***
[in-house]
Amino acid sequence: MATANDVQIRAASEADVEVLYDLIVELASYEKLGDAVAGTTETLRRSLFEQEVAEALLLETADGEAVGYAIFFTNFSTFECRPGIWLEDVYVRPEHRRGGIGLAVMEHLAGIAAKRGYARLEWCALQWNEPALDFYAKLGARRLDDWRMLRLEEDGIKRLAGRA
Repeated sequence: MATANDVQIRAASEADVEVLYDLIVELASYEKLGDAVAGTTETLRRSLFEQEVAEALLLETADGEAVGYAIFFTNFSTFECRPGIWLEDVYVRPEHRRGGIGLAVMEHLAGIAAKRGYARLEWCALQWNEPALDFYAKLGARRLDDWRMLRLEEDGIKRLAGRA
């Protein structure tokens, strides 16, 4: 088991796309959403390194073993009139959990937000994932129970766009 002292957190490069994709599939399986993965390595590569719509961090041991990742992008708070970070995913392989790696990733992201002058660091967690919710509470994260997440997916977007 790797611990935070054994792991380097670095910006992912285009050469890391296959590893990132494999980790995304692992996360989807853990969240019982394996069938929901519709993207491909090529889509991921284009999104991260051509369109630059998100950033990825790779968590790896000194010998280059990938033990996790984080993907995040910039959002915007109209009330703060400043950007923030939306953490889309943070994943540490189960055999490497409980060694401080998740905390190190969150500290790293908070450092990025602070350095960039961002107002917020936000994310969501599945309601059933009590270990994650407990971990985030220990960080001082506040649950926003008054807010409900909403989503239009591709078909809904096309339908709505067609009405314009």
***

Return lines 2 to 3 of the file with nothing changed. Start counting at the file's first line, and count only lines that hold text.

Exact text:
Amino acid sequence: MATANDVQIRAASEADVEVLYDLIVELASYEKLGDAVAGTTETLRRSLFEQEVAEALLLETADGEAVGYAIFFTNFSTFECRPGIWLEDVYVRPEHRRGGIGLAVMEHLAGIAAKRGYARLEWCALQWNEPALDFYAKLGARRLDDWRMLRLEEDGIKRLAGRA
Repeated sequence: MATANDVQIRAASEADVEVLYDLIVELASYEKLGDAVAGTTETLRRSLFEQEVAEALLLETADGEAVGYAIFFTNFSTFECRPGIWLEDVYVRPEHRRGGIGLAVMEHLAGIAAKRGYARLEWCALQWNEPALDFYAKLGARRLDDWRMLRLEEDGIKRLAGRA